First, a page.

There is a video by Christian apologists Tom Gilson and Timothy McGrew going around that claims that Peter Boghossian's concept of Street Epistemology, is a way to manipulate unphilosophical minded Christians by creating a fog of confusion to derail their faith.
Now, for those that might not be familiar with Boghossian's concept, which he details in his book A Manual for Creating Atheists, he basically applies the non-confrontational method of asking questions in the Socratic style (known as the Socratic method of dialog) to carry the conversation via having their conversation partner answer very basic questions themselves.
In so doing, the point is to get them to think about the questions and express, in their own words, what they believe. It is a way to unravel the mysteries of their faith and reveal the types of thoughts and thought processes that go into making up a persons faith. It has proved to be very effective.
But Gilsona dn McGrew seem to not fully grasp it, and they go out of there way to misrepresent Street Epistemology and Peter Boghossian.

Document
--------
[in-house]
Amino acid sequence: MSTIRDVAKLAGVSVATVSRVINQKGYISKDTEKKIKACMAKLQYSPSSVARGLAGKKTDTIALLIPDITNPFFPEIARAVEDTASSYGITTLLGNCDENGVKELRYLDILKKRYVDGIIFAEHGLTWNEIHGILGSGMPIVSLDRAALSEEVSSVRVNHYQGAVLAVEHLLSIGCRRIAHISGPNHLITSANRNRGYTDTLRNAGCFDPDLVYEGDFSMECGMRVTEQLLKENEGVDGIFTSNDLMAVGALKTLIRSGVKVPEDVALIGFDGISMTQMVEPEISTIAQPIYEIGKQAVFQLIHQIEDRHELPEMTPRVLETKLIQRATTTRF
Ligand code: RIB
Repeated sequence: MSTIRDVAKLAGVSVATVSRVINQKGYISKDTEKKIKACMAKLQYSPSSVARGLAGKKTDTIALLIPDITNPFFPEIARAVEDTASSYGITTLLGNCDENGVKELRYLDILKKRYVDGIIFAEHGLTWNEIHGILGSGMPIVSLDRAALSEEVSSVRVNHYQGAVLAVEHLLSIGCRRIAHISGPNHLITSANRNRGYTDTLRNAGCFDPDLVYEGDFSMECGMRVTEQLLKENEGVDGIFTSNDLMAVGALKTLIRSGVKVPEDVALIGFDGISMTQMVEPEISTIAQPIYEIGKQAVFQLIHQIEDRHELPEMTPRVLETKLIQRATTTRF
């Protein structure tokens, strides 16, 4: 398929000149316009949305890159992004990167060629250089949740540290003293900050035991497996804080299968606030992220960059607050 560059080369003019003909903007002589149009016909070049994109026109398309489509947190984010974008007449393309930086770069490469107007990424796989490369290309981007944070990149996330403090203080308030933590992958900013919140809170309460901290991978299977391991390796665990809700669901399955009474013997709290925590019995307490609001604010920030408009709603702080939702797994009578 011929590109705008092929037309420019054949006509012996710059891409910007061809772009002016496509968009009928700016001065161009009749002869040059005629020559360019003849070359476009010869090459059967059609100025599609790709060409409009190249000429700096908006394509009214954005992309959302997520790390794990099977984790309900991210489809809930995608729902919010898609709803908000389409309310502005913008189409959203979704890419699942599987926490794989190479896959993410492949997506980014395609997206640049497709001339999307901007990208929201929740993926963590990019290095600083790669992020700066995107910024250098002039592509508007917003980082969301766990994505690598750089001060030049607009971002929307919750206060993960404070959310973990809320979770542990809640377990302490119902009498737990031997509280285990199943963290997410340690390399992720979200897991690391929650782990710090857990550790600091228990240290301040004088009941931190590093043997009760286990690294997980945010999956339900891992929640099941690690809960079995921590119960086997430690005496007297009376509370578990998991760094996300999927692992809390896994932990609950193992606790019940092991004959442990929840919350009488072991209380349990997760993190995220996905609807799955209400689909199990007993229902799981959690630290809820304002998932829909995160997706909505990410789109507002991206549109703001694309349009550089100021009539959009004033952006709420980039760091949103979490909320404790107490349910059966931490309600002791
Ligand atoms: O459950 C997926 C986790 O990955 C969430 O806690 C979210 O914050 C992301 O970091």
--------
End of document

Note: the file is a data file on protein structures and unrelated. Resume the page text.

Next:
Of course, this being the 21st century with YouTube and the Internet and what not, there is a video floating around that takes Gilson and McGrew's wildly inaccurate portrayal of Boghossian's methods by contrasting their comments and criticisms against actually video of a person doing real Street Epistemology according to how it was outlined in Boghossian's book A Mannual for Creating Atheists.
Needless to say, the video is quite revealing.
It shows how much Christian apologists are willing to distort and smear a genuine philosophy they disagree with because they perceive it to be a danger to their faith.
It seems they might want to take notes from another one of Bogghosian's methods, however, the one where he calls for people to attempt to be more authentic, not only with others, but with themselves as well. By being more authentic, and genuine, such distortion and smear tactics as employed by Gilson and McGrew simply wouldn't be necessary. And so a person of faith could move past such apologetic tricks and grapple with the real important questions regarding their faith head on.
Of course, being a skeptic, a freethinker, and an atheist (among other things), I can honestly say that I think Street Epistemology is a good idea. But I'll let you decide for yourselves.